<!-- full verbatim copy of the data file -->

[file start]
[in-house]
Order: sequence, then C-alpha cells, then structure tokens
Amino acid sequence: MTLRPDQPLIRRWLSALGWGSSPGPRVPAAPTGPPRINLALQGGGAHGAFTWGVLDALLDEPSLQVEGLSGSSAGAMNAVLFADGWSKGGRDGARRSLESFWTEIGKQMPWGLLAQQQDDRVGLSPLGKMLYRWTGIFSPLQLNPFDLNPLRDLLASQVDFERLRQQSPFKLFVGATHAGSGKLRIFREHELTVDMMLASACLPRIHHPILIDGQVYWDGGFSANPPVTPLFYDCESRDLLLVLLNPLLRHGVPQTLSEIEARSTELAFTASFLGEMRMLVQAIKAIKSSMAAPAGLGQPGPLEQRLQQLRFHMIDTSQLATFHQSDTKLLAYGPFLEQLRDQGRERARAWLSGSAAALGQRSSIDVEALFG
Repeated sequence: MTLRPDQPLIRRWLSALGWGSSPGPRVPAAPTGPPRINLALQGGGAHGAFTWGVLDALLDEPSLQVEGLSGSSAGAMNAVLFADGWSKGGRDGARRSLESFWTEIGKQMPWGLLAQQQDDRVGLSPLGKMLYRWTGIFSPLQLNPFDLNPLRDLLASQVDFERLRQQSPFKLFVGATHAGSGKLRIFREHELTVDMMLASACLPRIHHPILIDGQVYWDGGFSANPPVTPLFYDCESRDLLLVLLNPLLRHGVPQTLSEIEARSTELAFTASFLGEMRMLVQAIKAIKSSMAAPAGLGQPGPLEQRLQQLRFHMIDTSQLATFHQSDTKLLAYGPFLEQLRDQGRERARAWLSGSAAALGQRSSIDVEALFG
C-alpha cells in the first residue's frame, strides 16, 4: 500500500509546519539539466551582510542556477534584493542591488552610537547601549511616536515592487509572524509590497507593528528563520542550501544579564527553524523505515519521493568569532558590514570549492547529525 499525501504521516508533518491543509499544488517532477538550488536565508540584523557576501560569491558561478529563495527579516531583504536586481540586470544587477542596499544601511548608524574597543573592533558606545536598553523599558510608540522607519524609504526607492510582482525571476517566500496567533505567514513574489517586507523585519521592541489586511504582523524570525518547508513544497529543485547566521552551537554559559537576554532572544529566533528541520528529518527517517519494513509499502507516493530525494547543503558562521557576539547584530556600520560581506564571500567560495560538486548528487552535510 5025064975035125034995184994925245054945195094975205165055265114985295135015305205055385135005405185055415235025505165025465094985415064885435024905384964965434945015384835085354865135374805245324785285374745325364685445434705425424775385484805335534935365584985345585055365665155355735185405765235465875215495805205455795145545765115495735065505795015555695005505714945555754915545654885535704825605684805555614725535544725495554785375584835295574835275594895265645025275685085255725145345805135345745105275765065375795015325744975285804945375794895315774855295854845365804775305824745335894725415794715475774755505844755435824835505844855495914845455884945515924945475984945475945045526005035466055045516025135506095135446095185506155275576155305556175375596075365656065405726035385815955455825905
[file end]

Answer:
[in-house]
Order: sequence, then C-alpha cells, then structure tokens
Amino acid sequence: MTLRPDQPLIRRWLSALGWGSSPGPRVPAAPTGPPRINLALQGGGAHGAFTWGVLDALLDEPSLQVEGLSGSSAGAMNAVLFADGWSKGGRDGARRSLESFWTEIGKQMPWGLLAQQQDDRVGLSPLGKMLYRWTGIFSPLQLNPFDLNPLRDLLASQVDFERLRQQSPFKLFVGATHAGSGKLRIFREHELTVDMMLASACLPRIHHPILIDGQVYWDGGFSANPPVTPLFYDCESRDLLLVLLNPLLRHGVPQTLSEIEARSTELAFTASFLGEMRMLVQAIKAIKSSMAAPAGLGQPGPLEQRLQQLRFHMIDTSQLATFHQSDTKLLAYGPFLEQLRDQGRERARAWLSGSAAALGQRSSIDVEALFG
Repeated sequence: MTLRPDQPLIRRWLSALGWGSSPGPRVPAAPTGPPRINLALQGGGAHGAFTWGVLDALLDEPSLQVEGLSGSSAGAMNAVLFADGWSKGGRDGARRSLESFWTEIGKQMPWGLLAQQQDDRVGLSPLGKMLYRWTGIFSPLQLNPFDLNPLRDLLASQVDFERLRQQSPFKLFVGATHAGSGKLRIFREHELTVDMMLASACLPRIHHPILIDGQVYWDGGFSANPPVTPLFYDCESRDLLLVLLNPLLRHGVPQTLSEIEARSTELAFTASFLGEMRMLVQAIKAIKSSMAAPAGLGQPGPLEQRLQQLRFHMIDTSQLATFHQSDTKLLAYGPFLEQLRDQGRERARAWLSGSAAALGQRSSIDVEALFG
C-alpha cells in the first residue's frame, strides 16, 4: 500500500509546519539539466551582510542556477534584493542591488552610537547601549511616536515592487509572524509590497507593528528563520542550501544579564527553524523505515519521493568569532558590514570549492547529525 499525501504521516508533518491543509499544488517532477538550488536565508540584523557576501560569491558561478529563495527579516531583504536586481540586470544587477542596499544601511548608524574597543573592533558606545536598553523599558510608540522607519524609504526607492510582482525571476517566500496567533505567514513574489517586507523585519521592541489586511504582523524570525518547508513544497529543485547566521552551537554559559537576554532572544529566533528541520528529518527517517519494513509499502507516493530525494547543503558562521557576539547584530556600520560581506564571500567560495560538486548528487552535510 5025064975035125034995184994925245054945195094975205165055265114985295135015305205055385135005405185055415235025505165025465094985415064885435024905384964965434945015384835085354865135374805245324785285374745325364685445434705425424775385484805335534935365584985345585055365665155355735185405765235465875215495805205455795145545765115495735065505795015555695005505714945555754915545654885535704825605684805555614725535544725495554785375584835295574835275594895265645025275685085255725145345805135345745105275765065375795015325744975285804945375794895315774855295854845365804775305824745335894725415794715475774755505844755435824835505844855495914845455884945515924945475984945475945045526005035466055045516025135506095135446095185506155275576155305556175375596075365656065405726035385815955455825905